Instead, by the time I was 37, I had had only one surgery, and had healed two big endometrial cysts naturally. I went through zero IVF cycles, and conceived twice naturally, giving birth to two wonderful children. I am currently enjoying lactation amenorrhea (absence of menstrual period during the time of breast-feeding), but I firmly believe, that when my period comes back, I will figure out the way to keep it reasonably healthy. If not for me, then for my daughter, nieces and so many other women suffering from endometriosis and adenomyosis, desperately seeking a solution.
If you, dear reader, are one of those who are looking for a way to get their life back, please know that it is possible. Don't give up — your body wants to be healthy and strong. Just listen to its true needs.
If you wonder WHY YOU — why you are the one that has to suffer that much, the one that can't have babies, the one that can't stay at the job you love because of health issues, the one that has to do so much for their health and still see no results — please know, that we can't have the life of someone else. We can only do the best we can with our time, in our body. Even if you are weak and in pain, you can still consider what is the best possible thing you can do right now, under the current circumstances. Don't be too sorry for yourself, don't compare yourself to other, seemingly luckier people. You never know what they have gone through (or will go through) in their life.
When I get stuck on my journey, I seek inspiration from strong people I know (How would they react in this situation? What would they think and do?) and from Nature generally. Plants and trees can be such wonderful companions if we care to watch them! So kind, peaceful, patient and strong at the same time... If a tree fails to bloom or a late frost burns its flowers, you never hear it complaining or cursing about the weather. It patiently waits, keeps growing, watching other trees, bees, and flowers around them, until the next spring, when it gets the next chance to bloom again.
I love this Chinese proverb:
"The Best Time To Plant A Tree Was 20 Years Ago. The Second Best Time Is Now."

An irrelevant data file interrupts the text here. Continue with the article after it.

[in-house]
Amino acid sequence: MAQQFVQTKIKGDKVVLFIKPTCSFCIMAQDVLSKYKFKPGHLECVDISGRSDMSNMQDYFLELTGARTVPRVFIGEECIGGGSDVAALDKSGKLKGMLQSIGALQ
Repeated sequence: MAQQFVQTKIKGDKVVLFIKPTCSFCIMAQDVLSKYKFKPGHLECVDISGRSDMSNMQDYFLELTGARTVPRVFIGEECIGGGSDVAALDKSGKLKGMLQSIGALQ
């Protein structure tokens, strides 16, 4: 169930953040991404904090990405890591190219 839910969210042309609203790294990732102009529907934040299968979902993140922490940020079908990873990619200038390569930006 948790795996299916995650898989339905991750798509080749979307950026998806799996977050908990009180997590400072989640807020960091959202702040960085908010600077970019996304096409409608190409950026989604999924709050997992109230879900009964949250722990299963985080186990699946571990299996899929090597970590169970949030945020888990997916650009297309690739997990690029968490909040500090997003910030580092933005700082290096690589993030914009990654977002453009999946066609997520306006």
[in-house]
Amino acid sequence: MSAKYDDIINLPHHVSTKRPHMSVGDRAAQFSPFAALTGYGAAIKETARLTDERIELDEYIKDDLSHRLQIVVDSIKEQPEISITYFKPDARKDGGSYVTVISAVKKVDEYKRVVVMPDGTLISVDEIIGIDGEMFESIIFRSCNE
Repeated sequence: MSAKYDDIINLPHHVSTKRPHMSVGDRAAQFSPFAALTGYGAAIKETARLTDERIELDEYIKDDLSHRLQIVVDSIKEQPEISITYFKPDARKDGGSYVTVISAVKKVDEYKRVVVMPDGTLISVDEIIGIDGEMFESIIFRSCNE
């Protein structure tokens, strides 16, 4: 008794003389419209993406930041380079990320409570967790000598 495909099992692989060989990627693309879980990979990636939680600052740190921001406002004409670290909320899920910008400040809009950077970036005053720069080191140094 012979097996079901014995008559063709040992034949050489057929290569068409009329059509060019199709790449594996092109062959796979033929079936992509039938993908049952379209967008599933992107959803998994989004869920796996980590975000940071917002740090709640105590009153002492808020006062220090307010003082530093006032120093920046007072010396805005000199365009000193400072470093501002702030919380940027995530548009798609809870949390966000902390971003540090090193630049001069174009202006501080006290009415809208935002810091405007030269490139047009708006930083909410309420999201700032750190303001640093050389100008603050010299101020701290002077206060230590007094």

Sure, we can take it literally and plant a couple of trees :-) Watching them grow will surely make you feel good one way or another. But you can also take it spiritually — even if you missed your chance to do the right thing for your health twenty years ago, as long as we are alive, we can do something to fix it and change for the better right now.
Another thing I've learned from watching trees is that we cannot treat them the same and expect equally good results. They are all different and need different life conditions. The ones which sprout, grow and bloom quickly and easily, are not necessarily the ones which grow into the most magnificent beautiful big trees. And people are the same - we cannot expect everyone to flourish under the same conditions. Everyone is different and needs something else to reach his or her full potential. So what's the point of comparing yourself to other people if it doesn't help you to move forward, and the only result is more suffering caused by feelings of injustice because they have an easy life and you don't? You are not them, you are yourself. If you don't live your life and always linger in the past, future, or simply a different space-time continuum, this alone will damage your mental and physical health. So stop wandering around in your thoughts, go and find out what YOU need to be healthy. Your body needs your mental presence and positive attention to be healthy.
But where to start?
Stay tuned! Part 3 containing Helena's Practical Guide coming soon!
MORE ENGLISH ARTICLES
Suggestions for gifts to a woman with endometriosis
How I couldn't get health insurance because of endo
How I sometimes feel before my period